GAZA CITY-They had a funeral procession for five of their war heroes here yesterday, complete with defiant voices and the harsh bark of rifles fired into the cool, blue sky.
The two events did not seem to have a lot in common.
In fact, it was almost as if a couple of parallel but separate dramas were unfolding on the same stage, at the same time, with different characters and very dissimilar plots.
In Palestine Square - central plaza of this scrabbling, hard-luck town - about 200 hopeful shoppers were hunting for Egyptian bargains, nearly a week after Cairo finally resealed its border with Gaza.
Dozens of vendors waited by their wares, all of which had been purchased during 12 exhilarating days when the normally impassable frontier with Egypt was suddenly thrown open by a succession of early-morning bomb blasts that brought down a long stretch of an Israeli-built security wall.
Immediately, hundreds of thousands of Gazans swarmed across the border, desperate to purchase food and other products either unavailable or dauntingly expensive at home, owing to a seven-month-old blockade imposed by Israel.
Now, many of the Gazans are reselling their spoils in hopes of pocketing something in the way of profit in this densely crowded territory, where fuel is short, shelves are often bare, unemployment is rampant and almost everybody has been forced onto the international dole.
"I bought whatever I could find," said Hussan al-Masri, 21, selling bottles of tomato paste at about half the price currently levied in Gaza's shops. "I needed to buy something, to make some money."
This is commerce, Gaza-style, and it can be a noisy affair, but not nearly as ear-splitting as the reports of automatic rifles that suddenly broke out along Omar Al-Mokhtar St. yesterday, just a few short metres from the impromptu market in Palestine Square.
At about 11 a.m., dozens of armed fighters of the Al-Qassam Brigades - the armed wing of Hamas, which rules Gaza after seizing the territory by force last June - marched up the street in a funeral procession to honour five of their fallen comrades, all killed a day earlier in clashes with Israeli soldiers.
Most of the militants wore black balaclavas to hide their identities. Some carried flag-draped coffins. Others bore Palestinian flags or Hamas banners. They chanted revolutionary slogans, raised their fists in defiance, or loosed countless rifle shots into the air.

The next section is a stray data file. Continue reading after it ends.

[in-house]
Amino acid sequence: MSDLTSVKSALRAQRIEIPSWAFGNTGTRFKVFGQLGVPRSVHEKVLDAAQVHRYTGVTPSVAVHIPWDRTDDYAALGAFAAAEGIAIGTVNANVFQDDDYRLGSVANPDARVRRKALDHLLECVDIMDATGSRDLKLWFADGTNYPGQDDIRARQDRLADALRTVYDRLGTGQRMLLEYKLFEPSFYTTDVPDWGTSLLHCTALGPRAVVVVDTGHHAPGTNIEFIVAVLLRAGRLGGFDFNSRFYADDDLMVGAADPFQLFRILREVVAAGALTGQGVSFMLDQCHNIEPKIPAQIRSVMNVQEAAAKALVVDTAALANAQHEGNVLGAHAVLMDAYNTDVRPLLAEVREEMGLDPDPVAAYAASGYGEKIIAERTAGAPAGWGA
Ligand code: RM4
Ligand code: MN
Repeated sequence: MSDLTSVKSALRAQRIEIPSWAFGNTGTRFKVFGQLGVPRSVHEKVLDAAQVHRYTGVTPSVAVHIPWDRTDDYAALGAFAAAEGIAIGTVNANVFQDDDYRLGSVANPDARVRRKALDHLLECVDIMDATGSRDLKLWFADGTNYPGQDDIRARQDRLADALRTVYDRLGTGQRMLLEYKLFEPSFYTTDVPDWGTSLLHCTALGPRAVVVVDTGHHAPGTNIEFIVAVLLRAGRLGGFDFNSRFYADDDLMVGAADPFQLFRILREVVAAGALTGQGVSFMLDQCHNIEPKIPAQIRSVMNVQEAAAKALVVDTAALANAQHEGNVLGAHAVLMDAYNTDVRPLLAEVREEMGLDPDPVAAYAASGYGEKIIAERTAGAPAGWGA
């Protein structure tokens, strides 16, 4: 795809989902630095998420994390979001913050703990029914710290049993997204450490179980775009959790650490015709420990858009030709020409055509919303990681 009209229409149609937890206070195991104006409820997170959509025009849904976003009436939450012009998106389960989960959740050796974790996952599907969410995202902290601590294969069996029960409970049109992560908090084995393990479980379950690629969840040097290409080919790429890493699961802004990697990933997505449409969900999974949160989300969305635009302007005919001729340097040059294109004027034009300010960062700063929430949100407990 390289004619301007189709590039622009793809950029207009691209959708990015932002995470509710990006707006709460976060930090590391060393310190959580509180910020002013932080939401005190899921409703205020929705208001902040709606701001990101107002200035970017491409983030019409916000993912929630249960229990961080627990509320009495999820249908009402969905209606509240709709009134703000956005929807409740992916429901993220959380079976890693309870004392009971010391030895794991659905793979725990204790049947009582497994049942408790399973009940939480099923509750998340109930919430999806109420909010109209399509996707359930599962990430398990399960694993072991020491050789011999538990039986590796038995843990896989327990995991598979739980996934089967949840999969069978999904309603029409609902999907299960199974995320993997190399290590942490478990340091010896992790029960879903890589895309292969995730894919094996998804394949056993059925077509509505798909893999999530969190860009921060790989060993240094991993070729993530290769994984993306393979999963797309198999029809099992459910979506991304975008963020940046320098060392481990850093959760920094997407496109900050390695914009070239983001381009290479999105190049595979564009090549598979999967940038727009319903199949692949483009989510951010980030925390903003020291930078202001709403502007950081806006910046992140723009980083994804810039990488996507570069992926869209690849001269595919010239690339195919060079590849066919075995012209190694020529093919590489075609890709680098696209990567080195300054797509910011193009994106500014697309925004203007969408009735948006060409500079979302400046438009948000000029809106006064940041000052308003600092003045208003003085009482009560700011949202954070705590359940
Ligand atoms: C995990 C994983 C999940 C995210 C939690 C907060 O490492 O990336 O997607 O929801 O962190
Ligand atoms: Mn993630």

The funeral procession moved on, the rifle blasts faded and the shoppers and vendors in Palestine Square carried on doing exactly what they had been doing before.
It was as if two different worlds had approached one other, failed to merge and swiftly drew apart.
Hamas, or its military arm, continues to wage war against Israel - a conflict that seems to be growing steadily fiercer, on both sides - while the vast majority of Gaza's 1.5 million people seem much more intent on keeping the electricity going, obtaining clothes to wear and finding food to eat.
So far this month, Gazan militants have fired more than 90 Qassam rockets toward Israel, according to the Israeli count.
Yesterday alone, some 30 of the missiles whistled over the border.
Meanwhile, Israeli air and ground strikes on Gaza have become deadlier.
It's difficult now to make contact with Hamas's political leaders, as most have gone underground in response to reports that Israel means to begin targeting them as well as those who actually fire the homemade missiles.
"No matter what security measures we take, it's not enough," said Sami Abu Zuhri, a senior Hamas official, during an interview this week. "Israeli (aerial) drones are covering the whole Gaza Strip. They know everything."
He declared that Hamas will ensure Gaza's border with Egypt is kept open in future to goods and people, but he did not say how this could be accomplished, particularly in light of mounting tensions between Hamas and Egypt, whose foreign minister vowed this week that anyone who crosses the border from Gaza will have his legs broken.
That being so, Gaza's long-suffering inhabitants seem fated to return to the privations of recent months, marked by scarcity and power blackouts as Israel maintains its regime of punitive economic sanctions and while the border with Egypt remains closed.
But, for now, there are still a few bargains to be had.
The vendors out yesterday in Palestine Square were all offering low prices on dozens of duty-free goods, all carried from Egypt, including smoked fish, toothbrushes, shoe polish, hand cream, plastic razors, yeast, dried rosemary, electrical generators and much more.
Not everyone was purchasing, however.
"I just came to watch," said Ashrab Harb, 42, a civil engineer, currently unemployed. "I don't have the money to buy anything."
Like thousands of other Gazans, he crossed the border to Egypt while it was open, but not to shop. He went across to meet his mother-in-law, who had journeyed north from a town near Cairo, desperate to enter Gaza and see her daughter and four grandchildren for the first time in 10 years.
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